The Wigmore debut of 27-year old Briton Katherine Hunka revealed
a sensitive and assured musician, whose engaging and thoughtfully programmed
concert was full of interesting musical ideas.
The all-English first half, beginning with Elgar’s Idylle in G major
Op 4 No 1 immediately demonstrated her lyrical tone, and Britten’s
Three pieces from Suite Op. 6 - a discreet reminder of
Hunka’s acclaimed 1997 première of his Double Concerto
–were despatched respectively with wit, desolation and beauty.
In Elgar’s Sonata in E minor, Op.82, an inner subtlety of colour
and imagination was always determinable from both Hunka and her outstanding
pianist, Sophia Rahman; however, neither performer quite achieved
the vitality demanded by the Allegro movements. Once or twice,
Hunka’s beautiful tone was subsumed by the piano, and during the first
half, a tendency to swell the bow speed mid-stroke produced occasional
bulges in the sound.
Post-interval, the clean-cut lyricism and well-defined phrasing in
Mozart’s Sonata for piano and violin in C major K303 demonstrated
what excellent chamber musicians both Hunka and Rahman are. Mozart’s
musical integrity was immaculately preserved through their tasteful
and well-proportioned turns of phrase, and Hunka never dominated the
proceedings – the duo element of the sonata was evident throughout.
Sophia Rahman’s sympathetic and precise playing came to the fore in
Elaine Agnew’s Prologue and Epilogue for violin and piano, a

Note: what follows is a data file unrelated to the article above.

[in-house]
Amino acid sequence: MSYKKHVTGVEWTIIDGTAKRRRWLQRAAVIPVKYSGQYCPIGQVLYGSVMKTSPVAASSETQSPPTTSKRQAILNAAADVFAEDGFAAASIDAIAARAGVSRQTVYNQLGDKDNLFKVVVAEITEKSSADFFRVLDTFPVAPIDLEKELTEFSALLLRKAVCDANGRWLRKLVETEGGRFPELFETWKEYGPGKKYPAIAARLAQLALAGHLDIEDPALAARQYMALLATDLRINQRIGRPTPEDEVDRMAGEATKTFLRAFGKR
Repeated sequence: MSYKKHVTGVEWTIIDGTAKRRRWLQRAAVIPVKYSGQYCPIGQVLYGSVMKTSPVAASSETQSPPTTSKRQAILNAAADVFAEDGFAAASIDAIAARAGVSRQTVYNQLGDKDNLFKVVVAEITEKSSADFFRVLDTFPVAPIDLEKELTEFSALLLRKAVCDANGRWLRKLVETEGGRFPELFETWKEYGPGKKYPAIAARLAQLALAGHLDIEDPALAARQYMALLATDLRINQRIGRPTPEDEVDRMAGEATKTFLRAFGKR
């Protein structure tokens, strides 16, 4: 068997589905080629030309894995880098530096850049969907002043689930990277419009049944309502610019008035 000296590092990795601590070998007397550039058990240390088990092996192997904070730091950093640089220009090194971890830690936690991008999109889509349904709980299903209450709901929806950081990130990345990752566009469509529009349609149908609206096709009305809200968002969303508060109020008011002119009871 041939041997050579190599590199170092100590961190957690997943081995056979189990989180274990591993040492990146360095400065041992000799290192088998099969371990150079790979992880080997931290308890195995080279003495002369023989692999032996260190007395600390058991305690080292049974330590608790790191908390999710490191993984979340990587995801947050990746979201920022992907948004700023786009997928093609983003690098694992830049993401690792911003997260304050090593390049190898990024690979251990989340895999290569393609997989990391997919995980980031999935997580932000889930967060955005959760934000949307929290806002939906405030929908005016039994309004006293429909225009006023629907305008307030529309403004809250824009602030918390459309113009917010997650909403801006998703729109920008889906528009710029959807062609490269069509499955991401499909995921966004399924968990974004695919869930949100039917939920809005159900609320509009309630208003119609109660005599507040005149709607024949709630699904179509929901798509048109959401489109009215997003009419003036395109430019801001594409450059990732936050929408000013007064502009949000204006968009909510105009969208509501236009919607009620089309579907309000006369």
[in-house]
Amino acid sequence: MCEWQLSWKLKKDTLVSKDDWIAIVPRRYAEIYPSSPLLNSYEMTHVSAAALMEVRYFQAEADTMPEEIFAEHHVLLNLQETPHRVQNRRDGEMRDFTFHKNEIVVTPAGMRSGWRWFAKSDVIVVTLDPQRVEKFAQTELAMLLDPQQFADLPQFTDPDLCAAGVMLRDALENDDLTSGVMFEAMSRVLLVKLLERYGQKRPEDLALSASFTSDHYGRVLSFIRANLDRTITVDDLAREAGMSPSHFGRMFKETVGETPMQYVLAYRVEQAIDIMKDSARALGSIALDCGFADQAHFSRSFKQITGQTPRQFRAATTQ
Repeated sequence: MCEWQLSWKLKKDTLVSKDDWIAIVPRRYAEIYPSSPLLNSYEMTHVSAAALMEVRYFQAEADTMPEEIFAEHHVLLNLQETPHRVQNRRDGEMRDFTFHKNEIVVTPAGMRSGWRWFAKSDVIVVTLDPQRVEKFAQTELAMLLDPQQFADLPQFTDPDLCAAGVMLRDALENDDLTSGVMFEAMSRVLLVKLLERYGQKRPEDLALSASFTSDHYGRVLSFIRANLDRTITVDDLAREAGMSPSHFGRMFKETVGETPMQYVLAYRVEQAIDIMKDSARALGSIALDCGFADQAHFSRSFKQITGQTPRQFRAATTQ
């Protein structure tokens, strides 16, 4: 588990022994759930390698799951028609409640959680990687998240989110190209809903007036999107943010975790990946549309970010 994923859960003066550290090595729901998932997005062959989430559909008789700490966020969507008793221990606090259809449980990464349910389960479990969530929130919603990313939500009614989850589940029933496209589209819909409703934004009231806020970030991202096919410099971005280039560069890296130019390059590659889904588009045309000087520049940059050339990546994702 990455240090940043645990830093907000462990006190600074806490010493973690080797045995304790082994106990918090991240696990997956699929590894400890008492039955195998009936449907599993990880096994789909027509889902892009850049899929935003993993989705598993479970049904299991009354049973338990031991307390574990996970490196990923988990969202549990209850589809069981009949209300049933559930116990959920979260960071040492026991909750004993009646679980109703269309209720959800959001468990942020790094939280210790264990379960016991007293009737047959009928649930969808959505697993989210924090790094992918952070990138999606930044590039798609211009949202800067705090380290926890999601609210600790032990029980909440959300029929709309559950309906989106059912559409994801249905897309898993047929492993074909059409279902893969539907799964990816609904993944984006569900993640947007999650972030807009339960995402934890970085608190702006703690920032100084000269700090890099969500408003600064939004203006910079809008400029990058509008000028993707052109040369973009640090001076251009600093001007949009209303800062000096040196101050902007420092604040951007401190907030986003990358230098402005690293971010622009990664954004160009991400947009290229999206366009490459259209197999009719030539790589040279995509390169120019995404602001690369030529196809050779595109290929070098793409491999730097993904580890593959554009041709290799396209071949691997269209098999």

specially commissioned composition of which this was the world première.
The many different effects of this engaging piece were well brought
out; again, greater exaggeration of contrasts would have made for an
even more sparkling performance, but the Prologue and Epilogue’s
many juxtapositions were nevertheless played with eloquence and virtuosity.
This was one of the highlights of the evening’s recital, and was unanimously
well received by the capacity audience.
Katherine Hunka revealed a rich new sonority of sound in Tchaikovsky’s
Sérénade mélancolique op 26 and Valse-scherzo
op 34. Perhaps she should have indulged us earlier, as in-between
the fiendish technical demands of Tchaikovsky’s music some moments of
enormous purity were produced.
Elgar’s Bird of Love was an appropriately restful encore with
which to end. This was a recital that, though lacking charisma at times,
was a compelling display of duo chamber music.
Simon Hewitt Jones